Historians, like everyone else, enjoy when people read what they write. But historians are even happier when someone challenges and/or expands their argument. So I was pleasantly surprised to find that my post “Did John Adams Really Drink Cider at Breakfast?,” where I suggested that the reality of Adams daily morning cider drink was blown out of proportion in both volume and time, got such a reaction.
J.H. Bell over at Boston 1775 found a few new bits to add to it. Check out his post “Breakfast With John Adams.”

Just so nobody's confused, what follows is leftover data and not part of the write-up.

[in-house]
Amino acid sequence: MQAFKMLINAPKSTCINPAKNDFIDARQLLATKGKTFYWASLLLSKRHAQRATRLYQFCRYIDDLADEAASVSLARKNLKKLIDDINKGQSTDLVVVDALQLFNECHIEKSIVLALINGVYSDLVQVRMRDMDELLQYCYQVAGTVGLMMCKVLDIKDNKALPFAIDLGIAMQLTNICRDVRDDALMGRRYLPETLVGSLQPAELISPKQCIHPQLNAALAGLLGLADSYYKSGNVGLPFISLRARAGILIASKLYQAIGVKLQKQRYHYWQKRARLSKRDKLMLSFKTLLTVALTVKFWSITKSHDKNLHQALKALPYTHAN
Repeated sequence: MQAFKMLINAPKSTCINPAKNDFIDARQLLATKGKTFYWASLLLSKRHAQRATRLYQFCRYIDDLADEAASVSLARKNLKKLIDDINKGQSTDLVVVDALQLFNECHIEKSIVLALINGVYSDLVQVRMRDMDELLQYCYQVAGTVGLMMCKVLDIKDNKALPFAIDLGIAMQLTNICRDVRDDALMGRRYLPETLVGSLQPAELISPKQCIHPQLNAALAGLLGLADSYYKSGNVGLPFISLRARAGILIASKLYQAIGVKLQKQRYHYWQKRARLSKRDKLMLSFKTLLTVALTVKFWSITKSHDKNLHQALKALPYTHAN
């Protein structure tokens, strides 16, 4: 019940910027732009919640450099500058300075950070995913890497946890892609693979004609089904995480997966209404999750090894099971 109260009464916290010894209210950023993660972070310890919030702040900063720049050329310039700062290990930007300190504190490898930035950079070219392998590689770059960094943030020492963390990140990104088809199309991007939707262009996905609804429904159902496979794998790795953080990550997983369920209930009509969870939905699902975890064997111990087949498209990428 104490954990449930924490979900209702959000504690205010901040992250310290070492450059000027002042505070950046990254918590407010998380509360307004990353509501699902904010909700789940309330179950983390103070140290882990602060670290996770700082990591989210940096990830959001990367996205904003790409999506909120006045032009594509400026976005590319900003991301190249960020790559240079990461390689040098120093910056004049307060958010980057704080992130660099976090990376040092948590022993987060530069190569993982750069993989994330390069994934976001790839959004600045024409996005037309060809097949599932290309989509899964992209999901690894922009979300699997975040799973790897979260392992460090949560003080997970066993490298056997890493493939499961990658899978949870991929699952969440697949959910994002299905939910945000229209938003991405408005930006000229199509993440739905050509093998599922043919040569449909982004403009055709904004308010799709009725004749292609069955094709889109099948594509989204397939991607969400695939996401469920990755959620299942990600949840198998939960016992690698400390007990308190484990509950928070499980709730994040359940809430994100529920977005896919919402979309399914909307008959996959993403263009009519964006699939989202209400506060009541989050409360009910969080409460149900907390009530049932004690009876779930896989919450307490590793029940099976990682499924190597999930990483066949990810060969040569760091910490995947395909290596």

He’s right that I am a skeptic about the usually-unqualified “Adams was a lifelong morning cider drinker” story. Especially when it comes from marketers, cidermakers, and lazy historians.
Bell’s source certainly adds to Adams tale, though it’s third-hand. I’d love to find a primary source that corroborates it. But like the sources I referenced already, the comments of Adams’s great-grandson suggest that this was still a later-life habit. In fact so far everything points to it having started in the mid-1790s.
Thanks to J.H. Bell for sharing his find.